The music is also really fitting. Michio Mamiya’s decision to use quieter, more subdued arrangements makes the film all the more harrowing. Even listening to the tracks separate from the film is enough to move even the stubbornest of individuals to tears, a testament to how powerful they are. Perhaps the biggest arrow to the heart is Amelita Galli-Curci’s “Home Sweet Home”, which plays right before Setsuko’s burial. The juxtaposition of seeing Setsuko’s ghost roaming around to such an optimistic tune is impossible to listen to without crying, and I’ve heard it many times.

Home Sweet Home — Amelia Galli-Curci

Of course, the final scene melts the heart. Seita and Setsuko’s spirits are reunited in the opening scene, and the next hour-and-a-half shows how they died. So to see the ending after the constant sorrow? Well, it’s tragic, but also earned. Besides, the final scene begins with the cremation of a little girl! How that isn’t heartbreaking is beyond me!

I like the leads in this movie, and how they interact with the world around them. Seita and Setsuko have one of the best big-brother/little-sister dynamics in any film I’ve seen, even though the relationship’s doomed to fail. You see Seita’s stubbornness in his refusal to swallow his pride, yet he’s never overtly selfish. His actions are influenced by his upbringing, something you can sympathize with despite it not playing out well. And Setsuko is one of the cutest, most helpless 5 year-olds I’ve ever seen, which adds to the heartbreak of her demise.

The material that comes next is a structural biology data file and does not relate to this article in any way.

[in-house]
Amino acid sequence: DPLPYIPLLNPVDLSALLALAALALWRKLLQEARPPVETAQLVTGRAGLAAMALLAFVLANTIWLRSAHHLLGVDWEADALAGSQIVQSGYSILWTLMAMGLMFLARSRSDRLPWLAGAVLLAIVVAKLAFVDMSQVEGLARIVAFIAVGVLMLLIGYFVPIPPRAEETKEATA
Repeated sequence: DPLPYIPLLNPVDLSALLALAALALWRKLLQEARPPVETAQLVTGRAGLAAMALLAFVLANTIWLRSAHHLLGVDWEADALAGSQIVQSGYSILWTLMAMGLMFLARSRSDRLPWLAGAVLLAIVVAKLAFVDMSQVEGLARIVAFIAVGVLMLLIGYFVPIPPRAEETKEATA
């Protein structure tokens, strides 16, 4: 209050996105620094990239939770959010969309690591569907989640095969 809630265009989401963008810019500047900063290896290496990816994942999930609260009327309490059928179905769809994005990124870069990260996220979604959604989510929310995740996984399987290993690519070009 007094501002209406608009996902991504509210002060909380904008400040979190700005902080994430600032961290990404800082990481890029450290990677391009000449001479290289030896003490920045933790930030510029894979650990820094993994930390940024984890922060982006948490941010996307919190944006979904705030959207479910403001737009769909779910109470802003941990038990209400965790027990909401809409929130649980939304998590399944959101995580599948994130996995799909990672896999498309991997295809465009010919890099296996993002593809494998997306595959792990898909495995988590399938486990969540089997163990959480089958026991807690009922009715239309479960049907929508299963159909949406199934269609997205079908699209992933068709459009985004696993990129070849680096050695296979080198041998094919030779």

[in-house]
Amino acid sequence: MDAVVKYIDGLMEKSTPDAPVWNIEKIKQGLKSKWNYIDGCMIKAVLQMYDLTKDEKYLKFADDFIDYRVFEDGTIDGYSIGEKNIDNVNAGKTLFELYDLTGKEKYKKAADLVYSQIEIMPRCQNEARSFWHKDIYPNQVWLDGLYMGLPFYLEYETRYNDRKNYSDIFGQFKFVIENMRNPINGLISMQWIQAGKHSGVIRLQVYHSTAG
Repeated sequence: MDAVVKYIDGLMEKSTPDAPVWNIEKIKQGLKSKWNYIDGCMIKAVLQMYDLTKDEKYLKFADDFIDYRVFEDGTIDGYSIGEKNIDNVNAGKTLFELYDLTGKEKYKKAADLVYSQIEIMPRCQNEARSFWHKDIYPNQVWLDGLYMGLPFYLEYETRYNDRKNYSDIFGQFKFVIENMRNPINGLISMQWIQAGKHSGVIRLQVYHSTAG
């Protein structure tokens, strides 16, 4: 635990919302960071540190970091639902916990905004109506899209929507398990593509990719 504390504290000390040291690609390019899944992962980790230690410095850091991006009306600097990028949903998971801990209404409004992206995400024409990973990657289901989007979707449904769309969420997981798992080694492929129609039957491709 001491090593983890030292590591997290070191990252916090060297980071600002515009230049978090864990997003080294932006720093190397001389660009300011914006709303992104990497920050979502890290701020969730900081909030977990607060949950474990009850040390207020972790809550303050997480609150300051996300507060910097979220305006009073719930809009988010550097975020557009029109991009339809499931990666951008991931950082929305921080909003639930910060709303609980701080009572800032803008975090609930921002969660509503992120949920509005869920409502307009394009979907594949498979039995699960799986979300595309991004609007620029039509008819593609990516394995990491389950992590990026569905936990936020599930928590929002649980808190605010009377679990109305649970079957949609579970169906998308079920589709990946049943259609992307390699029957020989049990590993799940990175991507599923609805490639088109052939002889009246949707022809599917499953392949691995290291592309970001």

Finally, Grave of the Fireflies is short. The common tendency with wartime dramas is to stretch the length out; after all, Schindler’s List is over 3 hours long, and that’s A-prime war drama material! But this movie condenses its tale to 89-minutes. That it has something compelling to say about war at all is neat, but that it does so in such a short period of time is another. I commend Takahata for pulling that off.